These figures should be regarded as estimates, because not all law enforcement agencies provide detailed arrest information to the FBI. But they do show that the annual number of marijuana arrests is down from their peak in the mid-2000s and stands at levels last seen in the mid 1990s. Marijuana use, particularly among adults, rose during this time.
Marijuana possession remains one of the single largest arrest categories in the United States, accounting for over 5 percent of all arrests last year. More than one in 20 arrests involved a marijuana possession charge, amounting to more than one marijuana possession arrest every minute.
This article is roughly 500 words long. Assuming an average adult reading speed of around 250 words per minute, that means that in the time it takes you to finish this story, an average of two Americans will be arrested for marijuana possession.
Overall in 2016, roughly 1.5 million people were arrested for drug-related offenses, up slightly year-over-year. Advocates for a more public health-centered approach to drug use say numbers like these show the drug war never really went away.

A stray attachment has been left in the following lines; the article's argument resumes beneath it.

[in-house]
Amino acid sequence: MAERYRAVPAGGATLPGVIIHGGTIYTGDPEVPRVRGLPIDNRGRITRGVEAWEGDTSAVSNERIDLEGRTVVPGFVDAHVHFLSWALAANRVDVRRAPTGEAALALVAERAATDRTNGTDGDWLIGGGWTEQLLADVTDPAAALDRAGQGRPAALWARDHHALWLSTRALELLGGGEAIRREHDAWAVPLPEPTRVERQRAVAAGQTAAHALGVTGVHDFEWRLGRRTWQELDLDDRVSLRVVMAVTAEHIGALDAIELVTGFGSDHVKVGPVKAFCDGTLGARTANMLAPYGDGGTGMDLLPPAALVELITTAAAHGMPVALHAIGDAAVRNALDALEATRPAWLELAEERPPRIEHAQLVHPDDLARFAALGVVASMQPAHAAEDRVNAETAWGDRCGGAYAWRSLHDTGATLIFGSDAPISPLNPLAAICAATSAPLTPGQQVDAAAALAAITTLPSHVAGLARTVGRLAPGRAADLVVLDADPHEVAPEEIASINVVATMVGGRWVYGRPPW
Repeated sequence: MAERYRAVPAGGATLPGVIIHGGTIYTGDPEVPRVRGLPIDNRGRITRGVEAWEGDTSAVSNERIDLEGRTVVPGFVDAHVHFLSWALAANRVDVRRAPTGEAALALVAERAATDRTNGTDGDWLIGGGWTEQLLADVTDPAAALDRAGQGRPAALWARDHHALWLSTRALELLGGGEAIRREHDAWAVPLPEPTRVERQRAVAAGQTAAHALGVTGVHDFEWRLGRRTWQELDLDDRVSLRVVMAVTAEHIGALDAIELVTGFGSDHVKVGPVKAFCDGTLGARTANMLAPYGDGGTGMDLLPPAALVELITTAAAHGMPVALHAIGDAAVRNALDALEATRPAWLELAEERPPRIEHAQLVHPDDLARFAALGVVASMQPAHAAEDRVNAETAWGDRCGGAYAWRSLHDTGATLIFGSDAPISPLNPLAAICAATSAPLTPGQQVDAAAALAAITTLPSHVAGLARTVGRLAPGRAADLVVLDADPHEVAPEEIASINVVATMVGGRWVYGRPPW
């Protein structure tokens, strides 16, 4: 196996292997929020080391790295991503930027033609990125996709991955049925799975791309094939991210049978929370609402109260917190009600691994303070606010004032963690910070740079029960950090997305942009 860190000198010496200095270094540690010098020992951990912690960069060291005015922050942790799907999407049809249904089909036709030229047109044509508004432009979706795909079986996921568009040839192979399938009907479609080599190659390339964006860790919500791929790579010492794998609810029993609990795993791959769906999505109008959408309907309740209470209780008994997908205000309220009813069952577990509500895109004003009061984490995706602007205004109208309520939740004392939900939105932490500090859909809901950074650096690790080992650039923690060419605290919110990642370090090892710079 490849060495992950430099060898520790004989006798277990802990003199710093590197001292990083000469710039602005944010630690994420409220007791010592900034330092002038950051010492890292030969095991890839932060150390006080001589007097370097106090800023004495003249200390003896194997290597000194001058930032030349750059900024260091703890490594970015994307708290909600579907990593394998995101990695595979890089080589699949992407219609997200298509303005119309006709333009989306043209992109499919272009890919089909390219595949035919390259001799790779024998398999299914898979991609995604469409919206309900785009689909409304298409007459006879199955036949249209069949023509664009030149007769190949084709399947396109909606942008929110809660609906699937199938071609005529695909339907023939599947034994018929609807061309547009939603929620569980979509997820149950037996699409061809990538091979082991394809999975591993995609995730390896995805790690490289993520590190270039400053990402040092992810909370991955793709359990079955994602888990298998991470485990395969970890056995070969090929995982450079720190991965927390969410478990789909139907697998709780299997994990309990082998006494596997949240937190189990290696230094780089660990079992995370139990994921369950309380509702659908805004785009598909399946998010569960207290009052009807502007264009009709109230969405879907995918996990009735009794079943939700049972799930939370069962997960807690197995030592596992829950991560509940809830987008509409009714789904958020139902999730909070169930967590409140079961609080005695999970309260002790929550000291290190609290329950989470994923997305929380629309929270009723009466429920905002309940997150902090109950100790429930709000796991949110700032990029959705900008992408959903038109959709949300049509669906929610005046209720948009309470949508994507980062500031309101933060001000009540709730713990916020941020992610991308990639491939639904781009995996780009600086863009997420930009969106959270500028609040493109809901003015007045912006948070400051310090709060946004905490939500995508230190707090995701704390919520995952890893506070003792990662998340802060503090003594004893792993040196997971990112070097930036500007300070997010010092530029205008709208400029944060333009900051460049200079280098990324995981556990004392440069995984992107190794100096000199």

“Criminalizing drug use has devastated families across the US, particularly in communities of color, and for no good reason,” said Maria McFarland Sánchez Moreno, executive director of the Drug Policy Alliance, in a statement. “Far from helping people who are struggling with addiction, the threat of arrest often keeps them from accessing health services and increases the risk of overdose or other harms.”
National polling shows support for recreational marijuana use hovering around 60 percent. Eight states plus the District of Columbia now allow recreational use of the drug. But the latest FBI numbers suggest that, at the national level at least, this hasn't yet led to significant changes to pot policing in other states.